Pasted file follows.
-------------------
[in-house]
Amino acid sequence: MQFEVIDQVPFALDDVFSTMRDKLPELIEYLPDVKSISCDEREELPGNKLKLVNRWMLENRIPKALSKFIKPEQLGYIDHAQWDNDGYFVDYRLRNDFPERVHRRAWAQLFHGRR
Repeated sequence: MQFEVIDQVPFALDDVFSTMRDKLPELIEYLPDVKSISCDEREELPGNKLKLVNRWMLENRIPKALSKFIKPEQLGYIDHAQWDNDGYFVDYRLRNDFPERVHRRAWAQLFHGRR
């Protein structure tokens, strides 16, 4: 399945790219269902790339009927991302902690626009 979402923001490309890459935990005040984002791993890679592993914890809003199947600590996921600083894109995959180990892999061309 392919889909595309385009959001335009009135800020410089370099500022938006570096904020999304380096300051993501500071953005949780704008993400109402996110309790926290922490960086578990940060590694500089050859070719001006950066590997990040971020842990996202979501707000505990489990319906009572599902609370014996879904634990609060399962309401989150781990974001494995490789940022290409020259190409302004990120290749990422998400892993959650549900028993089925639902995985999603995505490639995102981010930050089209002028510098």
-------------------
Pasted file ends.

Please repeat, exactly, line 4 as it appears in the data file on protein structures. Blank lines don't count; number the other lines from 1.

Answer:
């Protein structure tokens, strides 16, 4: 399945790219269902790339009927991302902690626009 979402923001490309890459935990005040984002791993890679592993914890809003199947600590996921600083894109995959180990892999061309 392919889909595309385009959001335009009135800020410089370099500022938006570096904020999304380096300051993501500071953005949780704008993400109402996110309790926290922490960086578990940060590694500089050859070719001006950066590997990040971020842990996202979501707000505990489990319906009572599902609370014996879904634990609060399962309401989150781990974001494995490789940022290409020259190409302004990120290749990422998400892993959650549900028993089925639902995985999603995505490639995102981010930050089209002028510098």